Let’s BeReal: Not Every Emerging Social Media Platform is Right For Your Food Brand
TikTok and BeReal may be the hottest social media platforms on the market right now, but that doesn’t necessarily mean they’re the right fit for your brand. In general, figuring out which social media platforms are a right fit can be confusing, or downright catastrophic if you don’t look before you leap. This is especially true in the food industry. Unlike other industries, it’s not as straightforward how you would leverage the power of certain social media channels, if at all.
You want to stay relevant and broaden your reach, but you don’t want to cause irreparable damage to your brand name. So how do you know which platforms will pay off, and which are a waste of time?
As an ad agency specializing in social media, our clients come to us seeking advice on this topic all of the time. More often than not, we recommend our clients hold off instead of hopping on the latest trending social media platforms. However, there are times when it’s worth taking the plunge.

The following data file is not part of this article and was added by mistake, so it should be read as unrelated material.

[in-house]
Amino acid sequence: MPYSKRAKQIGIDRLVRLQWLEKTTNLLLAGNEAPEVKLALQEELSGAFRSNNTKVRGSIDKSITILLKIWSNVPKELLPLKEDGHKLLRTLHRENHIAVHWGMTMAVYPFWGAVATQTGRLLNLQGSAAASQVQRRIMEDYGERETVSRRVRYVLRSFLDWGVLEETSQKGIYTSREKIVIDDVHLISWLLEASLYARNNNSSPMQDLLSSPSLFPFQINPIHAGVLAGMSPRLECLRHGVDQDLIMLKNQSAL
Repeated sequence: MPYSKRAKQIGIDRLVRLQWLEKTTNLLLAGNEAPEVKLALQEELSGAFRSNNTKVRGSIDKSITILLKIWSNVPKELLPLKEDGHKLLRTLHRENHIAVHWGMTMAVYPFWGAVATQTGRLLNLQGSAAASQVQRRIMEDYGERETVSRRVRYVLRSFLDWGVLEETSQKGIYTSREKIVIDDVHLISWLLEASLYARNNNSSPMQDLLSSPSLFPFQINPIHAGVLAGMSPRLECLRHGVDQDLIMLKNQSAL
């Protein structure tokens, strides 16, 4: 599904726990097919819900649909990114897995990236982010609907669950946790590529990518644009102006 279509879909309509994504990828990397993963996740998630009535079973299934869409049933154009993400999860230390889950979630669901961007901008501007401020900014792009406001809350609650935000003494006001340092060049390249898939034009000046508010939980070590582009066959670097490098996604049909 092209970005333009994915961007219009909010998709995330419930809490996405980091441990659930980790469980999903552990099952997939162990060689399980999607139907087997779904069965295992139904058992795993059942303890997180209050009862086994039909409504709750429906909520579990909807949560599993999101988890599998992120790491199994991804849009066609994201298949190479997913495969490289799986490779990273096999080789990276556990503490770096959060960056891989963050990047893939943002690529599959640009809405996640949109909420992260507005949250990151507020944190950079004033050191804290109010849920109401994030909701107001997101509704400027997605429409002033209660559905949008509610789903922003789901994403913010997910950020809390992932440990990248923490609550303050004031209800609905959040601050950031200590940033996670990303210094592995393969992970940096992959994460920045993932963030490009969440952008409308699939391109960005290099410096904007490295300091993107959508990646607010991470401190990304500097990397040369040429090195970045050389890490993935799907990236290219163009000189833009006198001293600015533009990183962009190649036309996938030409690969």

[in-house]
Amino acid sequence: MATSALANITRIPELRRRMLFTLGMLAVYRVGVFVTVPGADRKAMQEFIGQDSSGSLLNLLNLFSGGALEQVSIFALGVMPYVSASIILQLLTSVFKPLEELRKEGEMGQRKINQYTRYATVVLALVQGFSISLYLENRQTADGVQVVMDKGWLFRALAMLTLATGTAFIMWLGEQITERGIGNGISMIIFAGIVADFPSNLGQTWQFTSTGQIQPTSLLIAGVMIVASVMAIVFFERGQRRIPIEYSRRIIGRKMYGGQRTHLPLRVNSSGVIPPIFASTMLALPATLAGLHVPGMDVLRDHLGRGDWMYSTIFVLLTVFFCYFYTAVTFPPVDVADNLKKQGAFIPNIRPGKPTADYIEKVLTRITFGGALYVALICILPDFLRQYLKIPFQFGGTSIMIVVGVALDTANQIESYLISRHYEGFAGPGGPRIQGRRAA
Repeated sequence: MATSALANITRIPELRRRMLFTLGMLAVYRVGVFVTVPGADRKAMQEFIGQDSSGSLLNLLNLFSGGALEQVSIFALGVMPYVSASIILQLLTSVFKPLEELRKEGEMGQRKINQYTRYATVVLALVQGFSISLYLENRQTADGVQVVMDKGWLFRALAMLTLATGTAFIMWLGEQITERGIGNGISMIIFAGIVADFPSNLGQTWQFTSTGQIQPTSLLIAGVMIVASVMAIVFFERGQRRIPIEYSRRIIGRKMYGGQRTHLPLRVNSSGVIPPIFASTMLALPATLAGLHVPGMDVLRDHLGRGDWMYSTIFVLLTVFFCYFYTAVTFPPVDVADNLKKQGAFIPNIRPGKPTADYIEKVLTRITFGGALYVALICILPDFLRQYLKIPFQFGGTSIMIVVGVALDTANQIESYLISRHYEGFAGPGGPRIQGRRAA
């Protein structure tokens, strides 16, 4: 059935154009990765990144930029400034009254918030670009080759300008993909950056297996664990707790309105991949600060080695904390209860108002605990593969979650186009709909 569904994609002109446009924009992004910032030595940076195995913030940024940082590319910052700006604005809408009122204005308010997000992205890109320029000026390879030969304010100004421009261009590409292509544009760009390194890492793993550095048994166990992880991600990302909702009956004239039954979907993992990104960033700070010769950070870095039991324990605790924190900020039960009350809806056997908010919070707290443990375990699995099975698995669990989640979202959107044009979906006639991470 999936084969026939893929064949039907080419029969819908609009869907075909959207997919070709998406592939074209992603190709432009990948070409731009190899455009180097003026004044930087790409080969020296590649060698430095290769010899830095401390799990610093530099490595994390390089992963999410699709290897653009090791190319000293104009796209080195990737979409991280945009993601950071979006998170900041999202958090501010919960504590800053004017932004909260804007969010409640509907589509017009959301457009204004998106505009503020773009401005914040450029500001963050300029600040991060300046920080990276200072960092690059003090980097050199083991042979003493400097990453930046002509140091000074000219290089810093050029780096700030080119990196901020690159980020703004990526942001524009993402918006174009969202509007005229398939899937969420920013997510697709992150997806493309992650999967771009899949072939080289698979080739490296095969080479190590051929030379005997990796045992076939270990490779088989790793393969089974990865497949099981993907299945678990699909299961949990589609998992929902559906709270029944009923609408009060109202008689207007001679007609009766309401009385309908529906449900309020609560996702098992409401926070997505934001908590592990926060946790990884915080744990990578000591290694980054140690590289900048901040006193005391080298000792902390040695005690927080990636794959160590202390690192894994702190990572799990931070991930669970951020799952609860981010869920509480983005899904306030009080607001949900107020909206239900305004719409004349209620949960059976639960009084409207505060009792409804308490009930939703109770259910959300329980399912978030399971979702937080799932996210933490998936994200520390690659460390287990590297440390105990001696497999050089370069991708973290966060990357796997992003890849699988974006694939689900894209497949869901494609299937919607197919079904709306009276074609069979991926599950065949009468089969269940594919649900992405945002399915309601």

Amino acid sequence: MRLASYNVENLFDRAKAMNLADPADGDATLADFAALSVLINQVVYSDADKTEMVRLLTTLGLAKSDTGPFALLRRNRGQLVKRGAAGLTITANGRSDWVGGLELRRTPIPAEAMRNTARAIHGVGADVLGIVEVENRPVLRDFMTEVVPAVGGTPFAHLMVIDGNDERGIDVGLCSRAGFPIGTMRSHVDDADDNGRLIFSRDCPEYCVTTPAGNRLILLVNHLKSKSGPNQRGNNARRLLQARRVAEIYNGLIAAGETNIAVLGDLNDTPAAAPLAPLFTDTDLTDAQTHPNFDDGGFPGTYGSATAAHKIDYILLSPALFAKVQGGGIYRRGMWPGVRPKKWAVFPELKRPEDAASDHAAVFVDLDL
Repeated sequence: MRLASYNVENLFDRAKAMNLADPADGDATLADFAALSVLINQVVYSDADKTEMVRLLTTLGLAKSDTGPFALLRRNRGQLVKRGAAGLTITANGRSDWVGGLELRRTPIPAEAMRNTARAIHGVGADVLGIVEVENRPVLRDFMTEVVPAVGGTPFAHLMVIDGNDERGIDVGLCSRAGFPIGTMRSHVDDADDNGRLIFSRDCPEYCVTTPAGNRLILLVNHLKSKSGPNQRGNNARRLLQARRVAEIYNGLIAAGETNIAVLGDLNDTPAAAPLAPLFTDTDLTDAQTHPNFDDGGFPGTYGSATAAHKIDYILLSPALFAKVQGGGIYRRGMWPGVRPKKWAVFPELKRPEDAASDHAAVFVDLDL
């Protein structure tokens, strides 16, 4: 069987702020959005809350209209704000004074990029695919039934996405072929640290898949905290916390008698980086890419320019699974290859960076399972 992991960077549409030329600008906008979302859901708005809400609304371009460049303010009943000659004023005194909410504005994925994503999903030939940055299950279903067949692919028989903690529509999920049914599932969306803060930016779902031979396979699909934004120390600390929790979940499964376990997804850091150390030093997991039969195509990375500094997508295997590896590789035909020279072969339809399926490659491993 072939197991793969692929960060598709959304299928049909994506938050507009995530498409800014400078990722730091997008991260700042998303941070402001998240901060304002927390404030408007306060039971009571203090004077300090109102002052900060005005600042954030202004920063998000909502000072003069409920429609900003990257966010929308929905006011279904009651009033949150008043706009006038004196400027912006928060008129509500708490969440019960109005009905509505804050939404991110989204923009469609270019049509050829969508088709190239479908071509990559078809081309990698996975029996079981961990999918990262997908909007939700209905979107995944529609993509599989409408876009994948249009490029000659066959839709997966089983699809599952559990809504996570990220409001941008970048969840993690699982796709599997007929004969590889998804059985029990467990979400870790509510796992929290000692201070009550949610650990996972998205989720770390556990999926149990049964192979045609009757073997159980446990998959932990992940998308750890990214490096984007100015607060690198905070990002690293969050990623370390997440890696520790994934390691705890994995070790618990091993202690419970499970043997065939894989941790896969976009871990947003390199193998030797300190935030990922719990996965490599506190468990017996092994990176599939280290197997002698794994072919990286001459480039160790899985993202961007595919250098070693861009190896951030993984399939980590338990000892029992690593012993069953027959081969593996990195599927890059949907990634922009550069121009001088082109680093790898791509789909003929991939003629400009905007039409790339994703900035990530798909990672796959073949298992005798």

Here are some considerations your brand must make before joining any social media platform.
Ask why you want to show up on social media in the first place
It’s important for brands to have a clearly defined goal for joining social media. What do you hope to get out of this marketing channel? For example, if you’re hoping to drive leads via a landing page form fill, but you’re on Instagram, where external links are hard to do natively, you need to consider an alternative social media channel.